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ROTW #10: Honoring and Remembering

If not for the accelerated summer term schedule, our Religions of the World class might have spent some time exploring the tradition of Sikhism. It’s included in our text, but time did not permit any focus on it. It was, and still is, of some interest to me due to an experience I had during my Clinical Pastoral Education (CPE) chaplaincy rotation at Goodwin House Bailey’s Crossroads (GHBC). 
 
In late October 2007, I had a small role in a Ceremony of Remembrance and Gratitude for a resident we lost at GHBC.  I had met the family while 'ministering on the way'. The man, who was a husband, father and retired naval officer, was already under Hospice Care when we met. I do not know if he was aware of my brief presence in his life, but my experience with him, his family and those around him who cared for him left a lasting impression on me. From information available to me as a chaplain, I knew his faith background as Christian/Episcopalian; however his daughter was a practicing Sikh. She was very open in sharing her beliefs and practices regarding Sikhism. When her father died, part of the ritual honoring of her father was to bathe his body in milk before his cremation.  

For the celebration of his life, I gather the format and content was much different from most anything GHBC had done in the past.  While an Episcopal Priest/Staff Chaplain was present and available to officiate, a Social Worker served as Master Mistress of Ceremony.  There was music played at piano and organ (Bach's "Toccata and Fugue" and "Hornpipe" from "Water Music") at the start and the conclusion which was lovely, lots of poems were read by different folk (including me), and remembrances offered by family and friends, but no scripture was heard or homily offered.  There were some Navy songs ("Anchors Aweigh", "Navy Blue and Gold", "Destroyermen" (which only a handful knew to sing), and The Navy Hymn, "Eternal Father, Strong to Save").  Some other singing ("In God There is No East nor West", "Shall We Gather at the River?") and the reading of Psalm 23 (the King James version) were the only things remotely familiar to a memorial setting offered at GHBC.  Please note the change from Christ to God in 'East nor West'.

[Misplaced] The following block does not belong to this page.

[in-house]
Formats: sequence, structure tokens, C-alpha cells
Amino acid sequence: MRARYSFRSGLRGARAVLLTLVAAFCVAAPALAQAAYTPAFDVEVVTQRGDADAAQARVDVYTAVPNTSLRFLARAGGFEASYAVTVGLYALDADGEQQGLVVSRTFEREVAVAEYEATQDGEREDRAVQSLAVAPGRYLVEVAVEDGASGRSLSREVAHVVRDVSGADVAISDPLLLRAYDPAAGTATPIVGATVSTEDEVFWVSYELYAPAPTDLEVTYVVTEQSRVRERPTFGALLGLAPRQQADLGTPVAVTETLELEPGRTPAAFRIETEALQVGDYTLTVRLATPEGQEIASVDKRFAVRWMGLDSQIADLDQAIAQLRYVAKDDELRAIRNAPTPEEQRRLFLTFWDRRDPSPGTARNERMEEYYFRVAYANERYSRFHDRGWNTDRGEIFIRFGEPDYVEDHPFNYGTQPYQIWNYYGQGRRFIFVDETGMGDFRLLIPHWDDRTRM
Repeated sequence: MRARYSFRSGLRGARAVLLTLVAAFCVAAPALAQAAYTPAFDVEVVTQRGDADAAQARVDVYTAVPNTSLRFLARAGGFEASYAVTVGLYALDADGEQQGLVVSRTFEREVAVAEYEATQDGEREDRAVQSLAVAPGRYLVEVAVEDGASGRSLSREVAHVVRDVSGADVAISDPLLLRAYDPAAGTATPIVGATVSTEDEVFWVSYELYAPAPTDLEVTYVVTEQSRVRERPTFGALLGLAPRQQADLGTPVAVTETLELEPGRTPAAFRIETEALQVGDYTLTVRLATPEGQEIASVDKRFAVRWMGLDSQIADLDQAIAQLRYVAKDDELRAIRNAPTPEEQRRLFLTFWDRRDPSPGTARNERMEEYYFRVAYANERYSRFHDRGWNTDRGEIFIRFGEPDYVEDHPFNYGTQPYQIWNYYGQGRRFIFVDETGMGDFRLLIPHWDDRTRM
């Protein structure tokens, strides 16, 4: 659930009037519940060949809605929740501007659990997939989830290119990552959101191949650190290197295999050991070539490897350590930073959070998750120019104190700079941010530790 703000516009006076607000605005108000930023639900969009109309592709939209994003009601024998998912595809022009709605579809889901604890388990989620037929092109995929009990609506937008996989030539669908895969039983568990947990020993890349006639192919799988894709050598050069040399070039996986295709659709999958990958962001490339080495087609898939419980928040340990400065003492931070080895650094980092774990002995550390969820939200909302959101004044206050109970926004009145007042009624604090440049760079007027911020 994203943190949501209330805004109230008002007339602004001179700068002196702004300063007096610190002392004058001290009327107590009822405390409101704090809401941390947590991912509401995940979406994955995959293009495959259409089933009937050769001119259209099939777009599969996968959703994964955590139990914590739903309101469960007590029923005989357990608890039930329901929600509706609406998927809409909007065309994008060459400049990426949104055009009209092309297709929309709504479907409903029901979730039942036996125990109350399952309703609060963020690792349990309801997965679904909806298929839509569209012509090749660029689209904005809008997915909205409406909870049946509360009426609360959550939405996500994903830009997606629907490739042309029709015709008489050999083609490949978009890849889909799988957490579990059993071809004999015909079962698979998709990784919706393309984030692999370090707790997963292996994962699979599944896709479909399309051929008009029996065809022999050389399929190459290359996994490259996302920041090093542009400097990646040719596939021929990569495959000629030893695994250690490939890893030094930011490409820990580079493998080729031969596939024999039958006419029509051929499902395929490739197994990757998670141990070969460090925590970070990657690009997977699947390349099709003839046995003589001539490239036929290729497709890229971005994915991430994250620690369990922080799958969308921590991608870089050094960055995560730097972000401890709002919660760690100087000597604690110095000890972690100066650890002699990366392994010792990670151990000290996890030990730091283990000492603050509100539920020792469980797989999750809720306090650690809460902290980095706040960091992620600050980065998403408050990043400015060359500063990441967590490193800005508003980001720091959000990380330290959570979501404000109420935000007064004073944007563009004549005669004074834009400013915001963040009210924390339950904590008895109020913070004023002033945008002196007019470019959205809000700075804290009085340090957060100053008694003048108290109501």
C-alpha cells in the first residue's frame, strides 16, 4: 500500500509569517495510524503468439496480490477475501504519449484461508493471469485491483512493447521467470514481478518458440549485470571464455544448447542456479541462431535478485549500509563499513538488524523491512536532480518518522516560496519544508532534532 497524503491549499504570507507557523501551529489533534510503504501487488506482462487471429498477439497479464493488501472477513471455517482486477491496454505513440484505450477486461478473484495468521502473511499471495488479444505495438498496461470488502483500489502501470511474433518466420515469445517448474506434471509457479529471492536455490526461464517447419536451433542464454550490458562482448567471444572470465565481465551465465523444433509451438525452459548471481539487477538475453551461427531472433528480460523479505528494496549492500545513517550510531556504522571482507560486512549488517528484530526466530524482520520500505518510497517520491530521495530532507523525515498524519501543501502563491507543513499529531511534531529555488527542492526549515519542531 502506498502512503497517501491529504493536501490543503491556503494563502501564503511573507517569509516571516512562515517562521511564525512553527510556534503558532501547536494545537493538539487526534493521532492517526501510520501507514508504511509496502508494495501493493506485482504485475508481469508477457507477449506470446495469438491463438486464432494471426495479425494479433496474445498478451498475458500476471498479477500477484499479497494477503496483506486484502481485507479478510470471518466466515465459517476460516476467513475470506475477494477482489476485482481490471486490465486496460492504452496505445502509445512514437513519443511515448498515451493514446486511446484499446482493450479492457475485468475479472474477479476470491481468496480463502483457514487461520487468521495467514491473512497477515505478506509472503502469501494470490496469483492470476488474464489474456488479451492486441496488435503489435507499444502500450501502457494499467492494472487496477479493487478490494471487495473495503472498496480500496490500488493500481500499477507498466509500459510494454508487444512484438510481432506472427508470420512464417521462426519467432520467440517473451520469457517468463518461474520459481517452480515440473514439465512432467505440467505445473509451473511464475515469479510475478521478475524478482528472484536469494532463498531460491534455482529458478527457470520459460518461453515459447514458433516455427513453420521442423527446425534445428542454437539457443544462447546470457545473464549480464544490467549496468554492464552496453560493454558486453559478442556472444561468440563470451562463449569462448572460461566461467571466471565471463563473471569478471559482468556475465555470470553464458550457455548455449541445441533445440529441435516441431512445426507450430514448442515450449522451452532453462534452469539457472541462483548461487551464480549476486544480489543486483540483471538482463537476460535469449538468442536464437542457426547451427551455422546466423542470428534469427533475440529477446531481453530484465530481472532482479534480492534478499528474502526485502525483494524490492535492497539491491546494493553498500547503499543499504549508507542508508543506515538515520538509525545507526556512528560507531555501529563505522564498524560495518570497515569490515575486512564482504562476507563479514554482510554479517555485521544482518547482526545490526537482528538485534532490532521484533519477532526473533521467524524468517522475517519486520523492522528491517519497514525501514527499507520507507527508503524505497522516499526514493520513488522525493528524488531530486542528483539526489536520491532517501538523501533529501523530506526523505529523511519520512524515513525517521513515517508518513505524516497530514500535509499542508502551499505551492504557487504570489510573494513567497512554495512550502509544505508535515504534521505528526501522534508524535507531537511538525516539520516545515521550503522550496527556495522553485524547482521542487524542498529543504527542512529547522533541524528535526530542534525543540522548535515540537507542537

It was lovely observance, and different.  I know some were concerned that a precedent has been set; that a model different from the traditional offering has now been cast for ministering to the bereaved and sorrowing.  Some people may be a bit hurt by being marginalized from the roles they customarily serve in.  But I understand the family dynamics in this particular instance involved a daughter walking and living in the Yoga tradition who wanted to honor and remember her father.  Whether the widow had any say in this, or had abdicated responsibility to her child, I do not know.  I've learned only a little about Yoga.  The essence of this tradition is relationship between one's individual consciousness and the Universal Consciousness.  Therefore Yoga refers to a certain state of consciousness as well as to methods that help one reach that goal or state of union with the divine.  At one point, we were asked to join in chanting a sacred word to help release his spirit back to the Universal Consciousness.  I heard many other voices as I shared my own.

Honoring and Remembering is a very personal thing.  I'd heard from the Executive Director of GHBC that their community is more ecumenical and "less churchy".  In the theme of ecumenism, my understanding and belief is that God (as I refer to Him) is "so much bigger than all of this".  We should be willing to tote a bigger tent for all to gather in, and stand together side by side to be counted.  There are many ways to honor God, and each other; in this life, and in the life to come. A time of dying and death can be so traumatic for family and friends as they cope with issues of their own mortality. “Letting go” is still hard to do. Throw into that mix the different and divergent practices, rites and rituals people choose to show reverence, respect, honor and remembrance. Honoring and Remembering has no one way of being done. It is a very personal thing.